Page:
The Landmark chain runs a large percentage of the theaters offering the opportunity to see independent and foreign films. For this, they receive my gratitude. But the theaters vary widely in design and comfort; for every NuArt, there is a Westside Pavilions, for every large screen in the Piedmont Theater, in Oakland, there are the small screens upstairs at the Piedmont. The Shattuck Theaters, on Shattuck Avenue in downtown Berkeley, are a little of both. The good and the bad.
Built in the 80s, the theater fills a space formerly occupied by Hinks, a downtown Berkeley department store, which was an institution for years.
The Shattuck Cinemas now has ten screens and shows an eclectic mix of first-run studio features, independent and foreign films.
Entering the theater, a small concession stand is to your left. On a recent visit, it was apparent that the concessions area had been expanded, in both size and selection. The small restrooms are on the opposite side of the narrow lobby.
A long lobby stretches to the back of the complex, screens line both sides of the hall. At the end, the two largest screens. Studio releases tend to dominate these theaters. Large is a relative term for this complex. I would venture to say that all of the theaters at the AMC Bay Street 16 are larger than the screens at the Shattuck. However, if you are in downtown Berkeley, this is a comfortable, good choice. Each of the larger theaters has two aisles with small seating areas on each side. A moderately larger area sits in the middle. The screens are not large, but comfortable.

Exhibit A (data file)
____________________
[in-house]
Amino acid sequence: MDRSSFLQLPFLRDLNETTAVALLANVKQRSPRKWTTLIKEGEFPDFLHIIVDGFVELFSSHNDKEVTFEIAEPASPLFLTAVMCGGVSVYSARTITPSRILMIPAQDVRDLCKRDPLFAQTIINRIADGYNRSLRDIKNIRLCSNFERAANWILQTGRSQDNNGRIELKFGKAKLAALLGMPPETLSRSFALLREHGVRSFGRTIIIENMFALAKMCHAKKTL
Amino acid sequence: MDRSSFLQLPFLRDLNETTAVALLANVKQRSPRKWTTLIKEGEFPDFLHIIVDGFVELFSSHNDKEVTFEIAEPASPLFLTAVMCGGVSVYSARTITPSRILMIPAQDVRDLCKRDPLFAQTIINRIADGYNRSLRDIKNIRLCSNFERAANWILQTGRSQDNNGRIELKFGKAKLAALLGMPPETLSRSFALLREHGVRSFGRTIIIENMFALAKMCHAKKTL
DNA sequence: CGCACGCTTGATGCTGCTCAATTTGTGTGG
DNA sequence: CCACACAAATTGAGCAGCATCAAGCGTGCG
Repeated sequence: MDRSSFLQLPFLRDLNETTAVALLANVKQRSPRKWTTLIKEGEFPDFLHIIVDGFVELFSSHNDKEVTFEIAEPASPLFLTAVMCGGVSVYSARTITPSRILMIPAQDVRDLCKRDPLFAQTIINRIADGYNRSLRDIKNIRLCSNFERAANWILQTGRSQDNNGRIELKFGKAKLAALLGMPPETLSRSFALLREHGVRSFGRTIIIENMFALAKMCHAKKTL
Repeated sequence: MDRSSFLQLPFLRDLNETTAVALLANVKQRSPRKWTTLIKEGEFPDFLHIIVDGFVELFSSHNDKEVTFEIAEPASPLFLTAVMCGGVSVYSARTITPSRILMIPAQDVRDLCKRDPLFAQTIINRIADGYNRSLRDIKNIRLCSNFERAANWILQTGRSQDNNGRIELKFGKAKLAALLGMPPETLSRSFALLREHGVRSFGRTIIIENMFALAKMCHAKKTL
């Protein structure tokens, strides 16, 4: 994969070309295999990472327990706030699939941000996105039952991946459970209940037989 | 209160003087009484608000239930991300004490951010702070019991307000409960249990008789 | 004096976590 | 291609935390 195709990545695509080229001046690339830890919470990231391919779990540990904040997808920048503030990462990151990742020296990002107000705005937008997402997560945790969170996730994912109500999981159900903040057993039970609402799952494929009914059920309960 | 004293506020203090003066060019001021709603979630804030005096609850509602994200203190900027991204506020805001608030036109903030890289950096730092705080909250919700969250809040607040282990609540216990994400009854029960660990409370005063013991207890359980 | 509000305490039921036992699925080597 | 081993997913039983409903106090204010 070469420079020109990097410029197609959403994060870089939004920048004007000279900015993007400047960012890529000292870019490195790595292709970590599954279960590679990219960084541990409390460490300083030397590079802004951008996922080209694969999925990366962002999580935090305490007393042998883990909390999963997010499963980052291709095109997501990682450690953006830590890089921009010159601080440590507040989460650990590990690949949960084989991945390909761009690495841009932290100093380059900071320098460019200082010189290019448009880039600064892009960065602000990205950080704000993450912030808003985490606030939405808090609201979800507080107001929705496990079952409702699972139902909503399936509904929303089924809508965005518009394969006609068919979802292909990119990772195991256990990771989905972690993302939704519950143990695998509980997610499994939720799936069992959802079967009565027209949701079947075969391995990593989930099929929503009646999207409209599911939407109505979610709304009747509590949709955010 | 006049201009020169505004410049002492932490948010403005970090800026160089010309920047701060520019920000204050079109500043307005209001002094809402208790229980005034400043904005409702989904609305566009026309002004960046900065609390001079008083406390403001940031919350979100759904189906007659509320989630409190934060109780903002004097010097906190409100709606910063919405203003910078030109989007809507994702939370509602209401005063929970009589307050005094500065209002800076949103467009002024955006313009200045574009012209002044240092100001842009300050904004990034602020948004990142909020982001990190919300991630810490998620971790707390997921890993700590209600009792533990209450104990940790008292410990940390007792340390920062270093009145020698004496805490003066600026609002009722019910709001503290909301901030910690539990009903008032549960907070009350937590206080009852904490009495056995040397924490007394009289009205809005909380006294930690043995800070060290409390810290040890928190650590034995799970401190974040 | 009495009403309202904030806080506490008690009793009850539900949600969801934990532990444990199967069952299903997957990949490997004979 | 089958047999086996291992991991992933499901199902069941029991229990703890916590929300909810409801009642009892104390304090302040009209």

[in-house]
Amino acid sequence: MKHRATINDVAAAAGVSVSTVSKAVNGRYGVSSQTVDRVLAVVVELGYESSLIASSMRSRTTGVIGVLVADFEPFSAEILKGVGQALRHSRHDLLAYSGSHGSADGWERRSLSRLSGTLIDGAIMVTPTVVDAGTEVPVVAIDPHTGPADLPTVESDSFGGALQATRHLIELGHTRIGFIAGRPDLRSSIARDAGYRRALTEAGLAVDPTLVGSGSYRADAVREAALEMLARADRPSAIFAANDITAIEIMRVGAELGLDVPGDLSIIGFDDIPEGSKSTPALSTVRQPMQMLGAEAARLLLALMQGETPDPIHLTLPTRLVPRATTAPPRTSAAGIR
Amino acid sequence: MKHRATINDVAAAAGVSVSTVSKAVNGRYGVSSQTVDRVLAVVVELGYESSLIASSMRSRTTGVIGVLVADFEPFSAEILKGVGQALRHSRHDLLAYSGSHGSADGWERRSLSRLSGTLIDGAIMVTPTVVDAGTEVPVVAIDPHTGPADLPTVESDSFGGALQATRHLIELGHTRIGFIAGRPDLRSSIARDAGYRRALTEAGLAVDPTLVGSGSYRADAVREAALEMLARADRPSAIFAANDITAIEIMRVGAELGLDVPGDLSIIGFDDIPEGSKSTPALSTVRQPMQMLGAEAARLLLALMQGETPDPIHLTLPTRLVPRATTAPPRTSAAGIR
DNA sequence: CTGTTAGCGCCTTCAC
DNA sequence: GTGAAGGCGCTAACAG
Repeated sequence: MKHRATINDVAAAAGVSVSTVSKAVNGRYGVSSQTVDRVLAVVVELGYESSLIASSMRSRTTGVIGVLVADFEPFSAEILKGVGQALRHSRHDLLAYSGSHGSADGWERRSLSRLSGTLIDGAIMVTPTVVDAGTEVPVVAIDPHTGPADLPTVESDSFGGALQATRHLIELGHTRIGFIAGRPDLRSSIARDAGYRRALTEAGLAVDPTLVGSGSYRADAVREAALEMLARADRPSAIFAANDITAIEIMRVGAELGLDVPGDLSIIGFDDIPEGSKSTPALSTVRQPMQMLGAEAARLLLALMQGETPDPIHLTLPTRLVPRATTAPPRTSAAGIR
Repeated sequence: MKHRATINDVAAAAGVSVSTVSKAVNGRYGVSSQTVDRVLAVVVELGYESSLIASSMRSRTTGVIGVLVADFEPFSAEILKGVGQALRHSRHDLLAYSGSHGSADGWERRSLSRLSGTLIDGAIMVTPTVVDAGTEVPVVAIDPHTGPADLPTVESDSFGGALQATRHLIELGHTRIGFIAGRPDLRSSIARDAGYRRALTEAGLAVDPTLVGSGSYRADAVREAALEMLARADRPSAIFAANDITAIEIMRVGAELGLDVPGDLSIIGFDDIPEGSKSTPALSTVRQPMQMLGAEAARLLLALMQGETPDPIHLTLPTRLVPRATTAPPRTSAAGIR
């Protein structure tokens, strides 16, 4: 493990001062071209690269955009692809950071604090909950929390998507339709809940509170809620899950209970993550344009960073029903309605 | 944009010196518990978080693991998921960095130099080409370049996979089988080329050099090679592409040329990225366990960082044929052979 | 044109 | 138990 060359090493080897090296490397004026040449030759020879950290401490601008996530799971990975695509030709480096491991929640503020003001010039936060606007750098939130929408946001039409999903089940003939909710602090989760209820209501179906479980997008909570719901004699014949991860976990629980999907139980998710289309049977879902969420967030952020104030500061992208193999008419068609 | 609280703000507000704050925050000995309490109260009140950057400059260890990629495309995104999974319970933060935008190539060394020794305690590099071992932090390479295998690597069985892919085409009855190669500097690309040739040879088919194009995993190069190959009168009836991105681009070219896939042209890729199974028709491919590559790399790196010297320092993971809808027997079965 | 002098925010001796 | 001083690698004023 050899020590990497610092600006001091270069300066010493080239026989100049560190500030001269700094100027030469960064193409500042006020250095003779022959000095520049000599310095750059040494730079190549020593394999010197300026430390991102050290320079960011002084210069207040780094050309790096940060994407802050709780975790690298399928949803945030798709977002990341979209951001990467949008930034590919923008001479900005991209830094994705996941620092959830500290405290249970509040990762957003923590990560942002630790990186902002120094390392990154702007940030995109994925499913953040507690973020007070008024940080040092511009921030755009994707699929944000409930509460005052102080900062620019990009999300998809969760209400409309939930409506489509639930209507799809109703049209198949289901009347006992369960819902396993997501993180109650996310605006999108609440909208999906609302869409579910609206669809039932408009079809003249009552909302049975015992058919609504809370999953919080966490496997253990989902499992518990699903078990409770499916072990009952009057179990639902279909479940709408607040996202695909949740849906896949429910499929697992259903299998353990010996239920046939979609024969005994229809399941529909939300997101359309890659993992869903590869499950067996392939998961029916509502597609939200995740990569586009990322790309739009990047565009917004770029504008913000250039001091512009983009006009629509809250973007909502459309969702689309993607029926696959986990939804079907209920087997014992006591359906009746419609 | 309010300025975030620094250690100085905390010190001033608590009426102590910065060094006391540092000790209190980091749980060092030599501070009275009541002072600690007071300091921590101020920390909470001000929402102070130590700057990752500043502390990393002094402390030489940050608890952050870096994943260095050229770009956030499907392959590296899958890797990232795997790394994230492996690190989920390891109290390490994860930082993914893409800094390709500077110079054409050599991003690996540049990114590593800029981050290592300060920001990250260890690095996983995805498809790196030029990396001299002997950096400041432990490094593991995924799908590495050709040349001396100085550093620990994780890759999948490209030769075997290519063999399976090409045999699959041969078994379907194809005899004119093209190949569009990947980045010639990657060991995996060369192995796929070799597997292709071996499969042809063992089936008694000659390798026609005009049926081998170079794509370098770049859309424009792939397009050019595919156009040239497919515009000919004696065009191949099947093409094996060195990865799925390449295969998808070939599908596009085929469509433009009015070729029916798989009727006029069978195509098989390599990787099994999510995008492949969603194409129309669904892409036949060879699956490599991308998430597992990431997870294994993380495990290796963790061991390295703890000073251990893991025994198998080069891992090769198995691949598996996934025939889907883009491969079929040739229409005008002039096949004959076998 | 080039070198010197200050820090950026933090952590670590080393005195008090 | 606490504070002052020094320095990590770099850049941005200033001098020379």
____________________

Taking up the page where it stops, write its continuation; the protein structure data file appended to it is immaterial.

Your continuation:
The majority of the screens are in long, skinny, rectangular theaters. Small screens and aisles down the center create boxy, rudimentary environments all too familiar to devotees of foreign and independent films. Thankfully, someone shows these films, but this is another example of the Art House ghetto.
At the end of the hallway, closest to the concession stand are two medium theaters. Again, a relative term. A lot of children's films tend to play here. In theaters next to the concessions. Get it?
Because these theaters were built from scratch, a little more effort was spent in design. Very little, but they tried. The larger theaters have a vague sort of Art Deco look.
A couple of years ago, they added two additional screens. Sitting between the restrooms and the front entrance, I suspect they were built in an old storage closet, or an office. Two screens in an old storage closet? Thankfully, I have never been inside.
The Landmark Theaters chain was recently purchased by billionaire Mark Cuban. He has made noise about adding digital projectors to many of the screens and building a new, fancy multiplex at the Westside Pavilion, in West Los Angeles.
I'm all for completely eradicating the current Westside Pavilion Cinemas from the face of the Earth. But before he begins adding new technology to the theaters, he should spend some dollars on making the existing screens more comfortable, unless the two efforts are completed hand in hand.
Come on, Mr. Cuban. You don't want to be known as the Art House Slum Lord. Prove you aren't all talk. Provide the people who are loyal to these theaters, because they are the only place to catch these films, with a comfortable, enjoyable environment. This would also help to entice people into your theaters. You know, the people who wait for films to come out on DVD because it is more comfortable to watch the film at home.